The first grist-mill was erected in 1820 by Peter Zerby.  This was the Octorora mills, and was situated near where the Pennsylvania railroad crosses the Rockyfork.

Another grist-mill was erected on the Rockyfork, between the Zerby mill and Lucas, in 1820, by Reinhart Oldfield.  This mill is still being operated.  The LaRue mill, west of Lucas, was also built in 1830, is not now running.  Another early grist-mill was that of Charles Schrack’s, on Switzer’s run, known some years since as the  --se mills.  A number of saw-mills were erected on the Rockyfork and on Switzer’s run.  A woolen factory was built in about 1846 on the Rockyfork, a mile and a half below Lucas, and was operated for several years.

In 1819 the following names appear on the tax duplicate of Monroe township:  James and George Archer, Abrahm Baughman, Stephen Brady, Jacob Baughman, George Baughman, Frederick Boneberger, James Church, Frederick Cramer, John Douglass, David Ellis, William Furgeson, Benjamin Forbey, Benjamin Gatton, Christian Good, Solomn Gladden, Henry Hoffman, Rebecca Hensel, James Irvin, John Iler, Peter Kenney, Lawrence King, John Lambright, William McLaughlin, Amerine Marshall, Thomas and Alexander McBride, Jr., Jacob Oler, John C. Peterson, William Bay, Andrew Richey, Jacob Sweitzer, Frederick Sweitzer, William Slater, Thomas Summerman, Samuel Stewart, David Shrack, Ebenezer Smith, M. Shinnebarger, Jeremiah Smart, Jacob and Mordecai Williams, William Wilson, Adam Wininger, Samuel White, Adam and Robert Wolfe and Peter Zerby.

One of the first religious societies organized in Monroe was of the Swedenborgian faith, under the teachings of “Johnny Appleseed,” and of its members were John Tucker, David Crawford, Joseph Applegate, et al., men who led blameless lives, and the respect of the community in which they lived.

The Lutheran is the prevailing religious denomination in Monroe.  The Baptist, the Reformed and the United Presbyterian denominations each had a church and an organization.  All are now numbered with the things that were but are not.  There are now seven churches in Monroe - five Lutheran, one Congregational and one Disciple.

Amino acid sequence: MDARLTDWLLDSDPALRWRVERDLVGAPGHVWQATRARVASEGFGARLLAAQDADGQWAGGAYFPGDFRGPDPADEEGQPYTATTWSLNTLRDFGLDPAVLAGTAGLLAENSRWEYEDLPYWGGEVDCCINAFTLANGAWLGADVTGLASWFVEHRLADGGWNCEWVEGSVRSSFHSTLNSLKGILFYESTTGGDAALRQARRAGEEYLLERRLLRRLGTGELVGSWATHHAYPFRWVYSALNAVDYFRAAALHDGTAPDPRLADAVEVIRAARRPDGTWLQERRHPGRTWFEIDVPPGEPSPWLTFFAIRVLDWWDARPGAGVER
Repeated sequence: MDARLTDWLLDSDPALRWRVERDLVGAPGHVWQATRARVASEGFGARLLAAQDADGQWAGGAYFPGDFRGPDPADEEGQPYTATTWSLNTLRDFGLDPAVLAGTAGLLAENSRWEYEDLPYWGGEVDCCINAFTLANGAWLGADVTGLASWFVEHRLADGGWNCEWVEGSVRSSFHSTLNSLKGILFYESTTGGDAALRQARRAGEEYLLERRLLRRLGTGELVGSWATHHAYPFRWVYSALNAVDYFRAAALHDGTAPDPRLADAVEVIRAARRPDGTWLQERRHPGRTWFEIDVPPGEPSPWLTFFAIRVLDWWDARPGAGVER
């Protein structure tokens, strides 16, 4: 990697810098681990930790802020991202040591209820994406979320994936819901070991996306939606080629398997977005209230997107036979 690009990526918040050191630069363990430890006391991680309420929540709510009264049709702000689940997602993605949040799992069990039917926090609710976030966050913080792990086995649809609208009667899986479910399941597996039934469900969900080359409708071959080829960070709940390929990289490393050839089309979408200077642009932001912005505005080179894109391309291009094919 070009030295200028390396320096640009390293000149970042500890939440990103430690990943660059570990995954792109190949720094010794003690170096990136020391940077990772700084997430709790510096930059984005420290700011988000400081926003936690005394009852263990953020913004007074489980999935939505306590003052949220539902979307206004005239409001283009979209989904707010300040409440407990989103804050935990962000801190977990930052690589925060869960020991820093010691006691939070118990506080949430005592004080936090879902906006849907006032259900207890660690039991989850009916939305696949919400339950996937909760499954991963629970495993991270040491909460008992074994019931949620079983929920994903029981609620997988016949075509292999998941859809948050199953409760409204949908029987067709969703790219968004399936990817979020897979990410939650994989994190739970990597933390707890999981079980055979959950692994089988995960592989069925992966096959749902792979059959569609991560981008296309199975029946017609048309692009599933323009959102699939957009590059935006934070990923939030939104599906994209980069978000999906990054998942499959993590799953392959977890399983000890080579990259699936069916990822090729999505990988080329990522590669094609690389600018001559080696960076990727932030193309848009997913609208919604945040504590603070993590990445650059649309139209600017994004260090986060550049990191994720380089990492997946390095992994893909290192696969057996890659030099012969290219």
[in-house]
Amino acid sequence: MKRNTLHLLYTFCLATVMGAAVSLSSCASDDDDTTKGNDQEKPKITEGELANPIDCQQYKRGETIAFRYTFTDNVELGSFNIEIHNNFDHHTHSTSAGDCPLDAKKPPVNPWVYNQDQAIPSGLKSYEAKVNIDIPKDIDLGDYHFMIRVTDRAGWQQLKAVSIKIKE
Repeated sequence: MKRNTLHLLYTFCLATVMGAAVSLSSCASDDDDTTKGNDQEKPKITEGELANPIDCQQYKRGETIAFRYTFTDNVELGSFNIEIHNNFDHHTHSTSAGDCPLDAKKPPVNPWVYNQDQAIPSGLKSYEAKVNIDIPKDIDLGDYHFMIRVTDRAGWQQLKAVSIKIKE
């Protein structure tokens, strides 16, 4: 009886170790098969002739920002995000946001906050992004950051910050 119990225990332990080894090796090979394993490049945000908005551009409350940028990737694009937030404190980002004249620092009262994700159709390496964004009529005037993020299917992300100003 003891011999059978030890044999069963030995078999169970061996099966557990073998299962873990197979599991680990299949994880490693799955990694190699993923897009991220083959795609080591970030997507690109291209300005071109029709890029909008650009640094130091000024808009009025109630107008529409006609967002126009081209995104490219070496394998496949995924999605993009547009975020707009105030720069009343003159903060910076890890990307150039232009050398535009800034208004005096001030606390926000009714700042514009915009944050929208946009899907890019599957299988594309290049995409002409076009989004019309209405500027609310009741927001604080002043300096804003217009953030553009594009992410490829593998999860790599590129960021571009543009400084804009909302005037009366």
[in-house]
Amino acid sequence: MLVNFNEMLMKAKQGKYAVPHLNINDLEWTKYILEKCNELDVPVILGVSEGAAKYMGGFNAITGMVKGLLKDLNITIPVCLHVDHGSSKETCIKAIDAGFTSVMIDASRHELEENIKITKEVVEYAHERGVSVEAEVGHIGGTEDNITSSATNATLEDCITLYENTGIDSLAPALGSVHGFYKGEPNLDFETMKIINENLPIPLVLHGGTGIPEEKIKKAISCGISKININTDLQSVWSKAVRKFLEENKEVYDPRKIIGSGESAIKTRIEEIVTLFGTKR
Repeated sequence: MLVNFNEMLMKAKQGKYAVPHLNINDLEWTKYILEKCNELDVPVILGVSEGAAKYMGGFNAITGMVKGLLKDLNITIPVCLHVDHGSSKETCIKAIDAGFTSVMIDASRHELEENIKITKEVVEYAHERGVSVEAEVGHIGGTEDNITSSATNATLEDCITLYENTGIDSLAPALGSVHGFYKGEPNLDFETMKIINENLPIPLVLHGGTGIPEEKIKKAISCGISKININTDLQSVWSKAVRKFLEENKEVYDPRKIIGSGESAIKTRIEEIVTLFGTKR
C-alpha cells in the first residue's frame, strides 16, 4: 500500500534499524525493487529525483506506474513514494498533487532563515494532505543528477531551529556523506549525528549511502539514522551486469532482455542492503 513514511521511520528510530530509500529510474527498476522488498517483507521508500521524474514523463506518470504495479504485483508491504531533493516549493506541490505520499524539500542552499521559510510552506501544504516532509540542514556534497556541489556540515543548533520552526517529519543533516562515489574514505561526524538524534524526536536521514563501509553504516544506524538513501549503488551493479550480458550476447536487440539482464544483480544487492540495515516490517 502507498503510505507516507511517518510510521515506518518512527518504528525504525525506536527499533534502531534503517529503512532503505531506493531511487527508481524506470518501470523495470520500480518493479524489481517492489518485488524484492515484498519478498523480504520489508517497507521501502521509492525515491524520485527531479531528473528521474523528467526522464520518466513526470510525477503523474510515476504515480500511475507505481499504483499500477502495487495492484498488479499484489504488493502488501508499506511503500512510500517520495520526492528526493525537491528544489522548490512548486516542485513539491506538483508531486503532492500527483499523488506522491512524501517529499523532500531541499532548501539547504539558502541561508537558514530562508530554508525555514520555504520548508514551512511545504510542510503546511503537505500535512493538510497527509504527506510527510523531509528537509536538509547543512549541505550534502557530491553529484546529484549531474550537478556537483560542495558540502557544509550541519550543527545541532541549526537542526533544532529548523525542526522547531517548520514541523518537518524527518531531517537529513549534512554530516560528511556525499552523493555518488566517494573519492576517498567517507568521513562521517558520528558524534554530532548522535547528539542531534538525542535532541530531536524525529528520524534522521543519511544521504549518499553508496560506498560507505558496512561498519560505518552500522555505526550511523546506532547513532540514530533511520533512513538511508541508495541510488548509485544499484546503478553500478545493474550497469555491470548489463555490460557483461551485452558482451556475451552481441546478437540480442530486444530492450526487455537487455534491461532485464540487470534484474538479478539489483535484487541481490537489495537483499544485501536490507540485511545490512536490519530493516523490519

St. John’s Lutheran church is situated at the north side of the Darling valley, about half way between Newville and Perrysville.  The congregation was organized in 1838  “Saint John’s” is used as a synecdochical term, meaning the church, the locality or both. In the ’50s’ the late Rev. W. A. G. Emerson preached at St. John’s.  He was one of the most talented ministers of his day, with a perfect command of the English language, never hesitating for a term to felicitously express his thoughts.  He threw such persuasive power and convincing force into his sermons that he swayed his audience at his will  He dwelt more upon the love of the Father than upon the terrors of the law, and his word-pictures were beautifully drawn.  Mrs. J. M. Condon, of Sherman avenue, Mansfield, is a niece of the Rev. Mr. Emerson.

Mohawk Hill, near the center of the township, is an elevation of natural as well as historical interest.  Its northwest side, being too steep and rocky for cultivation, is still covered with its native forest.  The road winds around to lessen the grade, and at the top of the hill there is a rolling surface of tableland, with a dip to the east, overlooking the Rockyfork valley.  The hill takes its name from the fact that Mohawk Indians were buried there during the occupancy of Helltown, which was evacuated in 1783.